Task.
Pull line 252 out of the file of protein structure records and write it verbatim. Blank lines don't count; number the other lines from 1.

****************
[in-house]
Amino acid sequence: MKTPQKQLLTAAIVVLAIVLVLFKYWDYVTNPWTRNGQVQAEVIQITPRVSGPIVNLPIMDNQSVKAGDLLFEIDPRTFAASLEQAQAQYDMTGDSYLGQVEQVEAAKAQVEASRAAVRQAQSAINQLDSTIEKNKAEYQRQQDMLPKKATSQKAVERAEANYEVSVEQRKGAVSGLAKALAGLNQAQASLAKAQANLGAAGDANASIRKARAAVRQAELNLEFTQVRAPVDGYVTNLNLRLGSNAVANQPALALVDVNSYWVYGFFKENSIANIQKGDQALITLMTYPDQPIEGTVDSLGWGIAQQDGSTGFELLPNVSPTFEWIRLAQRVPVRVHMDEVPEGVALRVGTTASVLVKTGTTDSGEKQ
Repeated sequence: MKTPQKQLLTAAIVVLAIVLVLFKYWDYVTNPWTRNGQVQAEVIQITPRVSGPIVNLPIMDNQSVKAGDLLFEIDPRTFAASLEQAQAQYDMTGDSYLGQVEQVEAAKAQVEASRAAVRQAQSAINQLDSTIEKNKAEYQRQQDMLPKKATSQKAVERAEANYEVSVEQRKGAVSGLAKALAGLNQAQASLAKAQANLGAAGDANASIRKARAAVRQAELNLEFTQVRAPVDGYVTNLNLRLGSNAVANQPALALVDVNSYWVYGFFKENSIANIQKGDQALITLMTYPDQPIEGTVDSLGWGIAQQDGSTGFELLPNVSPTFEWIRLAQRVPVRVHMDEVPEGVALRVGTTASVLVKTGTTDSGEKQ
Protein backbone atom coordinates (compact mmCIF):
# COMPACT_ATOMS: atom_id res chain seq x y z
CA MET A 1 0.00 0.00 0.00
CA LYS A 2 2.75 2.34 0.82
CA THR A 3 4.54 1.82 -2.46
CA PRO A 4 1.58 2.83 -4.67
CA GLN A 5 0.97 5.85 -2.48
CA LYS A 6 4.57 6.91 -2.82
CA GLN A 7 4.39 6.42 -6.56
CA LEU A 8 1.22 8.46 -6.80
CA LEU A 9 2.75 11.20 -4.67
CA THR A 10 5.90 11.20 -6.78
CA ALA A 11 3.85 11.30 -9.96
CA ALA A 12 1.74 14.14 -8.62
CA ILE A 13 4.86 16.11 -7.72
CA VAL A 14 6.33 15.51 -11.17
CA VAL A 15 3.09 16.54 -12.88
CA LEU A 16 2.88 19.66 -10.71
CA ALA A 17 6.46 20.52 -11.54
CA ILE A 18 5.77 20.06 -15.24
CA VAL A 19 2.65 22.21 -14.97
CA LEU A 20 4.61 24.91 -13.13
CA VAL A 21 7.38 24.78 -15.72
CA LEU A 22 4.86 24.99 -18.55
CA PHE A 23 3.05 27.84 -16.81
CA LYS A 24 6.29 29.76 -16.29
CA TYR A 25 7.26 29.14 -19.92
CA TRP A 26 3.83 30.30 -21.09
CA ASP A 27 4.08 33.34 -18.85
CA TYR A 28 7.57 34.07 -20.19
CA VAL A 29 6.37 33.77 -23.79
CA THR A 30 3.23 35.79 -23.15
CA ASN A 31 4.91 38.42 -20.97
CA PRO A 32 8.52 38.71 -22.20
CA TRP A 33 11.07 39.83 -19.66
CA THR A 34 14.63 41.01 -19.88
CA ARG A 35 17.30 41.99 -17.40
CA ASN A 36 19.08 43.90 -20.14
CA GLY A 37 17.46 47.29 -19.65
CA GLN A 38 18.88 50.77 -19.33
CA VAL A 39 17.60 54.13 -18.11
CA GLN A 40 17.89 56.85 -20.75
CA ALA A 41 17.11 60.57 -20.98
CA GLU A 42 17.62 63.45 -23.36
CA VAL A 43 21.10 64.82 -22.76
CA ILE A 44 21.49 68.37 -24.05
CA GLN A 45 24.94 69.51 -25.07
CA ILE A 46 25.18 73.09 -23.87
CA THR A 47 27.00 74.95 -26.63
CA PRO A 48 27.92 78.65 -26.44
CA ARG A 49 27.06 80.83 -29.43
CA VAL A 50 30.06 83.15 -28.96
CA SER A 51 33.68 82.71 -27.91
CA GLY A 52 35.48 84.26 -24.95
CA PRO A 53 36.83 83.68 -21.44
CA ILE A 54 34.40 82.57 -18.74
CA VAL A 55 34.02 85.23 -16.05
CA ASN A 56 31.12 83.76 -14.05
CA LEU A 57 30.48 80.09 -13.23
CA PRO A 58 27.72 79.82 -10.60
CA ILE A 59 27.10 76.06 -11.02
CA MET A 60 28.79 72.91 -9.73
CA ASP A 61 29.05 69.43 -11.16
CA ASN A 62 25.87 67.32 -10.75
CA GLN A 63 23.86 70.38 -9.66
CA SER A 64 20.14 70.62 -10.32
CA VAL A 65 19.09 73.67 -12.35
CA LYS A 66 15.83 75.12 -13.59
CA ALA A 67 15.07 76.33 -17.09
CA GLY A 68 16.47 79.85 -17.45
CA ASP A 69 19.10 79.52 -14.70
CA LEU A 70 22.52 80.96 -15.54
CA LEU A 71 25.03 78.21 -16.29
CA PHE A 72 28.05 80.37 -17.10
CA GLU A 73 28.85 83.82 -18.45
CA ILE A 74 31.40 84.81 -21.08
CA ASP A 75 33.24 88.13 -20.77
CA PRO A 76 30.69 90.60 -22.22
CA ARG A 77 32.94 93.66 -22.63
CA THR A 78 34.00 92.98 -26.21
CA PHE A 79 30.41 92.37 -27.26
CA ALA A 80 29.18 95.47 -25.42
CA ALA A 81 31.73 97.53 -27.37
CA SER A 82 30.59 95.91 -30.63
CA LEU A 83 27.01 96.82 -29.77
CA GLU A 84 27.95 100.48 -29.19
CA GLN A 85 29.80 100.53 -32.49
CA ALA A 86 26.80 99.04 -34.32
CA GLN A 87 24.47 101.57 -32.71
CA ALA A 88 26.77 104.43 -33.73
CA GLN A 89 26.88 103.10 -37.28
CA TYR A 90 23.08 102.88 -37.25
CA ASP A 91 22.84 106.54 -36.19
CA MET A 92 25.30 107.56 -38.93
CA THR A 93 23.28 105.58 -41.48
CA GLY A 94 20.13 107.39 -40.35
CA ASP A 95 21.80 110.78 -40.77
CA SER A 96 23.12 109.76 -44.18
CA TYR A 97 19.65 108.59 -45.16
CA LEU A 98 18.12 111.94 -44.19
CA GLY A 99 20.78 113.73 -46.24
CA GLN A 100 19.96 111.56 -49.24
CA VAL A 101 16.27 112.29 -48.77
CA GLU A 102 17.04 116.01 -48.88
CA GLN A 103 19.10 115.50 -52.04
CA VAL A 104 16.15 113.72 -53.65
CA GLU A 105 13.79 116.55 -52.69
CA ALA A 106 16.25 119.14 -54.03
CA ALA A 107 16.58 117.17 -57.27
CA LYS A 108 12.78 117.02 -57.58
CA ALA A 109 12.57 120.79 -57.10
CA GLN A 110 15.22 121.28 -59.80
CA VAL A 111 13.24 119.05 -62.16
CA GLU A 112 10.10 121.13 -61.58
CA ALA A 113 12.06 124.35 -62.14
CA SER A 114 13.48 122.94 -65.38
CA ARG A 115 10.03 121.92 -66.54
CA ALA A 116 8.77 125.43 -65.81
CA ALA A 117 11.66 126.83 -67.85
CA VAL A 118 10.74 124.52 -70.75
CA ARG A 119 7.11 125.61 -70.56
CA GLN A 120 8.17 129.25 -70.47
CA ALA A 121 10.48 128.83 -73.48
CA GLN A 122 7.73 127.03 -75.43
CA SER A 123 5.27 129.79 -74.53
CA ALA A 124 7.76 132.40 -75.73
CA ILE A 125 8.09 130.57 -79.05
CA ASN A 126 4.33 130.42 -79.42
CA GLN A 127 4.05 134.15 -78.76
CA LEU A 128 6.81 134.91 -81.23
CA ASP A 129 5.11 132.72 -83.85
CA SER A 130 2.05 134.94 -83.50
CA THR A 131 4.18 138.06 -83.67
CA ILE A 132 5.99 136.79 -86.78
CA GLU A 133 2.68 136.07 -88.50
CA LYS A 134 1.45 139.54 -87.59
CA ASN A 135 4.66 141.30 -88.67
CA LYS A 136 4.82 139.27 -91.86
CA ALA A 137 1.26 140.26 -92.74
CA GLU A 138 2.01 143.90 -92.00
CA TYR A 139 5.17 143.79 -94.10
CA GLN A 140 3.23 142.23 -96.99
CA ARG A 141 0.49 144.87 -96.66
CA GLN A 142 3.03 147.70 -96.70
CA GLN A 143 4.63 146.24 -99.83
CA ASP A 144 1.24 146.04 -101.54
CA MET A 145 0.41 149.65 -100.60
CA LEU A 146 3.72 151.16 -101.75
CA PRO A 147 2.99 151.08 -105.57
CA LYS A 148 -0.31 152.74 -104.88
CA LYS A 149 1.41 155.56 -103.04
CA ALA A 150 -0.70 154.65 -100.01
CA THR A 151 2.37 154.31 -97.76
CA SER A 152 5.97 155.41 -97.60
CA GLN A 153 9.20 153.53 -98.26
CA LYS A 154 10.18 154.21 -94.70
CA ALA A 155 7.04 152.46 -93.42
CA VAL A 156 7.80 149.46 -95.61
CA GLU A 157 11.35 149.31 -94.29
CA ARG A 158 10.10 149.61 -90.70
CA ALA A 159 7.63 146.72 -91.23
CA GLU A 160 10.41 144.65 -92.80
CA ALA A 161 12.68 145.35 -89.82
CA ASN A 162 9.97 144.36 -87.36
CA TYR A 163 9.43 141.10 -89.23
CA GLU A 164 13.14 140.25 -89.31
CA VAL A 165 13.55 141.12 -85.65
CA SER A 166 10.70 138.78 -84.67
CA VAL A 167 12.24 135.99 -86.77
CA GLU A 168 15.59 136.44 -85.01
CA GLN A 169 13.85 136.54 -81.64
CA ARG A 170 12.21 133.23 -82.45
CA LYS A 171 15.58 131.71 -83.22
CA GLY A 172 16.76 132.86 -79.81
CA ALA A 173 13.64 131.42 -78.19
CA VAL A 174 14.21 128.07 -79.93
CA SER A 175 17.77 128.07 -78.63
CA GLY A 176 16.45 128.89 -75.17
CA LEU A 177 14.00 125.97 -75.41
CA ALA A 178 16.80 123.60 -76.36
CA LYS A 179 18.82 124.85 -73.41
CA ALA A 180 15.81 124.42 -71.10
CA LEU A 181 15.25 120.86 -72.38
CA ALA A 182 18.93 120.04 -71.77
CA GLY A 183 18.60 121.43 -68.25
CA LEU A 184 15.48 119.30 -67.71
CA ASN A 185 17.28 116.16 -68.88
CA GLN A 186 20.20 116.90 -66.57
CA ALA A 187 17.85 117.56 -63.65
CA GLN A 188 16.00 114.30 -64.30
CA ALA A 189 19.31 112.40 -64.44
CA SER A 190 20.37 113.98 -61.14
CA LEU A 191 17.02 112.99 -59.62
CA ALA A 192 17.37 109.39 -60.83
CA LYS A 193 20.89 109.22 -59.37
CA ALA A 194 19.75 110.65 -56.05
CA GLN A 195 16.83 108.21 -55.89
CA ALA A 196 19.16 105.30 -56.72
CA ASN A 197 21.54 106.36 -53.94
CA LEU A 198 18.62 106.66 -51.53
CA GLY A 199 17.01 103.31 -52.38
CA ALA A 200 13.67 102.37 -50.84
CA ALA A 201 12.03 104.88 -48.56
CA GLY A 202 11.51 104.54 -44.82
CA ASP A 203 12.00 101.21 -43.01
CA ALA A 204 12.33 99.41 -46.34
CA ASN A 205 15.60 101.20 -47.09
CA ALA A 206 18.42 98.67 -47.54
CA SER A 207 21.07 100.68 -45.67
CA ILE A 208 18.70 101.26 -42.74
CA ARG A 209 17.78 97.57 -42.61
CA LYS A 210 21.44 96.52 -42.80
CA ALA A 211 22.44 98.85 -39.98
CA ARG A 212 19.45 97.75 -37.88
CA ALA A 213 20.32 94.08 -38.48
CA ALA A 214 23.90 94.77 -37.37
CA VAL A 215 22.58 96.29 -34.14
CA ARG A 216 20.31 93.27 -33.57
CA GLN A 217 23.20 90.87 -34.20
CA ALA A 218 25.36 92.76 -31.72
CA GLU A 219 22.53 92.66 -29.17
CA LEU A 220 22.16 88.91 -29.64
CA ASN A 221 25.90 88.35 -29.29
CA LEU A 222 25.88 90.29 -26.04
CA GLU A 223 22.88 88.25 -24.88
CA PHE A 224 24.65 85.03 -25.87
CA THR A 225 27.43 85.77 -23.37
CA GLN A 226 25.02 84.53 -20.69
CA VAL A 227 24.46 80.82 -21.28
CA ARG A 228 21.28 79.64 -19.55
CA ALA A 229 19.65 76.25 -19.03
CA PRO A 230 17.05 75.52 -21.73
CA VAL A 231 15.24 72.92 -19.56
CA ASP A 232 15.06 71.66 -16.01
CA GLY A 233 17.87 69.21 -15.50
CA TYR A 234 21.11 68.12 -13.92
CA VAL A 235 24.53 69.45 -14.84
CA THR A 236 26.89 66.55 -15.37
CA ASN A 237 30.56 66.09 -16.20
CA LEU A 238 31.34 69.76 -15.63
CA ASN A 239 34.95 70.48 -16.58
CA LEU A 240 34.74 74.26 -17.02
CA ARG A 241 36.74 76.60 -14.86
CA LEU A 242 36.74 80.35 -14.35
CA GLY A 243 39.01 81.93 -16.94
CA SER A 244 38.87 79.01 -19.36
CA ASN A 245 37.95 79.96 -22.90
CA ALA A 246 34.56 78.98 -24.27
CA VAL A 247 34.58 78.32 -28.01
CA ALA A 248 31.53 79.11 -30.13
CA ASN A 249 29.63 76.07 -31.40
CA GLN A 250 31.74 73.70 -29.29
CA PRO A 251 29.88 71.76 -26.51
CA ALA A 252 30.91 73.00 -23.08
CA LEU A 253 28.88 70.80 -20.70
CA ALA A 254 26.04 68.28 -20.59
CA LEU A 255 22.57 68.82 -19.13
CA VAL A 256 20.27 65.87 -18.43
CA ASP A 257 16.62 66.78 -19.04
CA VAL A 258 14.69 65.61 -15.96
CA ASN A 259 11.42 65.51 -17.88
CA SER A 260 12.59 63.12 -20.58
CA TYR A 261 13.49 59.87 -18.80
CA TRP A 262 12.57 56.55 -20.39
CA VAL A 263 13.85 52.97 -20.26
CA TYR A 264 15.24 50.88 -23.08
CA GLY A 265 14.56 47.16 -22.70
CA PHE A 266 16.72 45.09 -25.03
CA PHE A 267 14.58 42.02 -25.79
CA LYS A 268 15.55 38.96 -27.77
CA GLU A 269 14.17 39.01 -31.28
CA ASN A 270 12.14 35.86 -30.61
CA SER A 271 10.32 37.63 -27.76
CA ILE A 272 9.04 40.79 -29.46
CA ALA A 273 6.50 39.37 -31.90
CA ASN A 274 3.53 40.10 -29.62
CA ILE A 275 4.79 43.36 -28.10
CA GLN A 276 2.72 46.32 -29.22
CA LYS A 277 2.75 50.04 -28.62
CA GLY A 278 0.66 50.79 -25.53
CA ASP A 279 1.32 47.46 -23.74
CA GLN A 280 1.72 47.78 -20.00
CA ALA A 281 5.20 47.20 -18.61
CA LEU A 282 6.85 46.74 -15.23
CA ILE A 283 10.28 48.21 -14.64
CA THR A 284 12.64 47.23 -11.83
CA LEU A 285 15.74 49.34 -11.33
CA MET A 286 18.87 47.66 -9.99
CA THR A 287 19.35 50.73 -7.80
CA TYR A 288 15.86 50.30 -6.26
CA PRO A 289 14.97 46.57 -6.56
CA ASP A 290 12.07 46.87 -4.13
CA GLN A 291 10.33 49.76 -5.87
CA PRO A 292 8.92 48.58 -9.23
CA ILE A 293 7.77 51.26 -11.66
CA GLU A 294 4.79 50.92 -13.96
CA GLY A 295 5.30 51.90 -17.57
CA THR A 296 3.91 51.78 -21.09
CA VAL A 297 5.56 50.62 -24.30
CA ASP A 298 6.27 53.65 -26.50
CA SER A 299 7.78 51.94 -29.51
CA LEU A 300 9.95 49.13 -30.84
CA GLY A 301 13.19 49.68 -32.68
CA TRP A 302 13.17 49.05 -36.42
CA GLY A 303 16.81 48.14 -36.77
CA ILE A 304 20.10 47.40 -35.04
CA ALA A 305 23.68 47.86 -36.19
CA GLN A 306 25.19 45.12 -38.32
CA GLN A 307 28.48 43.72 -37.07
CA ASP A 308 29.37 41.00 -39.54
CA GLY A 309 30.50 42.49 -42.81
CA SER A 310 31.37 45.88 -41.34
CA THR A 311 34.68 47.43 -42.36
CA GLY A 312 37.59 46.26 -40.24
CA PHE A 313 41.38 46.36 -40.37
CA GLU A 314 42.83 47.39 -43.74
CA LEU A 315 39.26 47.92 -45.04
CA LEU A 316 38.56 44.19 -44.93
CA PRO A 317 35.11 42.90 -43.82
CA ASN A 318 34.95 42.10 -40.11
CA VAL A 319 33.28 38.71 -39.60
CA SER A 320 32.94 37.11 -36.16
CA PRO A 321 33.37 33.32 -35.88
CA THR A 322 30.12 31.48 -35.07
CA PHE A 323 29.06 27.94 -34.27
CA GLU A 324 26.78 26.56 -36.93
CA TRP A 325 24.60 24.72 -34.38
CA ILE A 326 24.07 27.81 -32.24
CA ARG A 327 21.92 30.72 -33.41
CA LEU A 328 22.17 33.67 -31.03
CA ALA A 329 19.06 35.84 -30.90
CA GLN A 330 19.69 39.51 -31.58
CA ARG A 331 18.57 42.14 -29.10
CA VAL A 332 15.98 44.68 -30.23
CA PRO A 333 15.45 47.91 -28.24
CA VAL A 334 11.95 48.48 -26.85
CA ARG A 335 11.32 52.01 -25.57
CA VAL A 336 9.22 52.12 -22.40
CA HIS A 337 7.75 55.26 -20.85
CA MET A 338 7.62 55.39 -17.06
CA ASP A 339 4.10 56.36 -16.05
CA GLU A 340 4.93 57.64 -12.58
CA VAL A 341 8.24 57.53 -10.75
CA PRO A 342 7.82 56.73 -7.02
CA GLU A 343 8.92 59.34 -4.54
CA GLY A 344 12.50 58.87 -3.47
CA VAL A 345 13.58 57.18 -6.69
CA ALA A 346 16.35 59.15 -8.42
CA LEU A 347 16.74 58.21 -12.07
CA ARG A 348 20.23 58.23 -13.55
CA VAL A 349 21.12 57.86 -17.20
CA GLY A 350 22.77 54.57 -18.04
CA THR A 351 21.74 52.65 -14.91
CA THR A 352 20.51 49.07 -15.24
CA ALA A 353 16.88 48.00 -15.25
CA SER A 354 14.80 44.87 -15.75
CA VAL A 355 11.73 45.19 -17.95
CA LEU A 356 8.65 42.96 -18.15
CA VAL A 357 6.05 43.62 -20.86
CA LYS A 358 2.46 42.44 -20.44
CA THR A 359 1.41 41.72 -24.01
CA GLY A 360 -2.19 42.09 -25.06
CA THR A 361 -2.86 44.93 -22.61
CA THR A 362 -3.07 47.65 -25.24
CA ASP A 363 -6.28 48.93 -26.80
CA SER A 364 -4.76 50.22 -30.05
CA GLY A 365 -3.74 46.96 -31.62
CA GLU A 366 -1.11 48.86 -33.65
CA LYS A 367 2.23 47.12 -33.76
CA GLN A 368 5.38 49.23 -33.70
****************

CA VAL A 247 34.58 78.32 -28.01